In the week Donald Trump carried New Hampshire, Harrison Jones looks at the historic relevance of his win, and the exalted company he now stands with.


On Tuesday, New Hampshire residents were the first in the country to cast their votes in a primary election (as opposed to the Iowa caucus which is a different system). Their voices, on both sides of politics, were heard loud and clear. Bernie Sanders clinched 60 percent of the vote, receiving thirteen delegates to Hillary Clinton’s nine. Trump, after losing to Senator Ted Cruz in Iowa just last week, won 35 percent of the New Hampshire vote, more than double the man who ran second, Governor John Kasich.

In June last year, Donald Trump paid actors $50 to cheer for him as he announced his candidacy for President of the United States. Yesterday, he resoundingly won the support of New Hampshire voters to be the Republican nominee.

To paraphrase Vito Corleone: “How did we get this far?”

Announcing his candidacy in the middle of last year, almost everyone wrote Trump off, labelling his run for the White House a “joke.” The Huffington Post declared that they would be covering Trump’s campaign in their entertainment section and it seemed to many, myself included, that that was all it was going to be: entertainment. How could someone as brazenly outspoken and inappropriate ever command the respect of the electorate of America?

Hindsight is a powerful thing. Today, I’m no longer entertained.

Today, Trump is either the political messiah, or the devil incarnate. Since that fateful day in June, Trump has called for a “total and complete shutdown of Muslims entering the United States,” he has labelled immigrants as rapists, and has perpetuated misogynistic sentiment on a scale so large that Julia Gillard and her impassioned rhetoric have no hope of solving it. It was for reasons like this that so many were claiming (or maybe just hoping) that voters would get cold feet, or come to their senses on election day. Clearly, they were wrong.

New Hampshire is undeniably an important state. Naturally, the early states such as Iowa, New Hampshire, Nevada and South Carolina hold large sway over the overall outcome of the primary election, as they can either legitimise or destroy a candidate. Following his second-place finish in Iowa last week, Trump needed to carry a win in New Hampshire in order to maintain his position as the front-runner and give cause to his cocky “I’m a winner” attitude. And carry he did.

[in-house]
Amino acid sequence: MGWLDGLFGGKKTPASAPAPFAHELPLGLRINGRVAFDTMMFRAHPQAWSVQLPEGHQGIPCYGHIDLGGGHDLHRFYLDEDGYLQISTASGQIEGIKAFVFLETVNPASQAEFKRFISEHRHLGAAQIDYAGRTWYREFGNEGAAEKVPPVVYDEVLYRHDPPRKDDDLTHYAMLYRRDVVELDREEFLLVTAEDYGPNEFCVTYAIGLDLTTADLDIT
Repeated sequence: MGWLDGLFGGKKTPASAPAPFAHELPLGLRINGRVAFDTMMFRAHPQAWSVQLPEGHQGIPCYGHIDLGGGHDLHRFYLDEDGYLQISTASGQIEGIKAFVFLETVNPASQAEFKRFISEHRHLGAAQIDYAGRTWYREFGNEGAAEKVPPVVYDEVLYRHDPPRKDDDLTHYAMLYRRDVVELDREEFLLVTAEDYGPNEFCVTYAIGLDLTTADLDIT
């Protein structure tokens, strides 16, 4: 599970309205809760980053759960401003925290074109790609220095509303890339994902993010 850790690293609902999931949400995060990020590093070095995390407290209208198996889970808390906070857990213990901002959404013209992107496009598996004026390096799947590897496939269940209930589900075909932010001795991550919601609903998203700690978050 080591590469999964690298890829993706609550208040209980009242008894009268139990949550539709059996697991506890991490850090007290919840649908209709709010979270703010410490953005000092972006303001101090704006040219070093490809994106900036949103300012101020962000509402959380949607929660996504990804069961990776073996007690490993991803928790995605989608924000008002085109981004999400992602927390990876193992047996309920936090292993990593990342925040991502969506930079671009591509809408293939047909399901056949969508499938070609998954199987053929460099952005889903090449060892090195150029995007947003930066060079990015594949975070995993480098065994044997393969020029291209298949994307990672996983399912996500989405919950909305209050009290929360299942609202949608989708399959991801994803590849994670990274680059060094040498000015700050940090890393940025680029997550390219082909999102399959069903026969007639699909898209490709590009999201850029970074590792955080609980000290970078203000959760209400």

Historically, the granite state has also been predictive of the overall winner of the party nomination, particularly for Republicans. In 2012, Mitt Romney convincingly won the New Hampshire primary with 39 percent of the vote. He went on to claim 36 other states and four territories, convincingly winning the Republican nomination. In 2008, John McCain, despite struggling polls and raising just a third of what Romney had, carried New Hampshire and went on to win the nomination. George W Bush, Ronald Reagan, Gerald Ford and Richard Nixon all won New Hampshire and won the Republican nomination; as the chart below displays below, since 1972 it has been (for the most part) a reliable barometer.



Since mid-2015, America, and the world who watches her, has been slowly seeing the formation of a new political order. The disgruntled middle class has become fed up with the political establishment and the never ending cycle of deadlock. Yesterday was our rudest awakening yet as we realised that this discontent is strong enough to compel voters to tick the box next to someone who has been described as “a sexist, racist demagogue.”

How? Well, many argue that Trump is so popular because he has never been elected to office and is definitely not afraid to fly in the face of political correctness. On the other side of the fence, Bernie Sanders is essentially running on the platform of a revolution, the scale of which America hasn’t seen since 1776. Despite serving as a Vermont representative since 1991, Sanders always stood as an independent (until now) and is now running without any super PACs and advocating for universal healthcare, free university and massive regulation on Wall Street. Watching just minutes into any debate that has occurred this election cycle, it becomes immediately clear that each candidate is attempting to be seen as an outsider; Ben Carson is a neurosurgeon, not a politician, Carly Fiorina was a CEO, not an elected representative, Ted Cruz is an evangelical Christian.

Is Donald Trump enough of an insider to land the Republican ticket? Well, time would tell, but it is now spooning history, as they sleep together at the foot of the bed named Trump, as he snores soundly, warm under the blanket of majority public favour.


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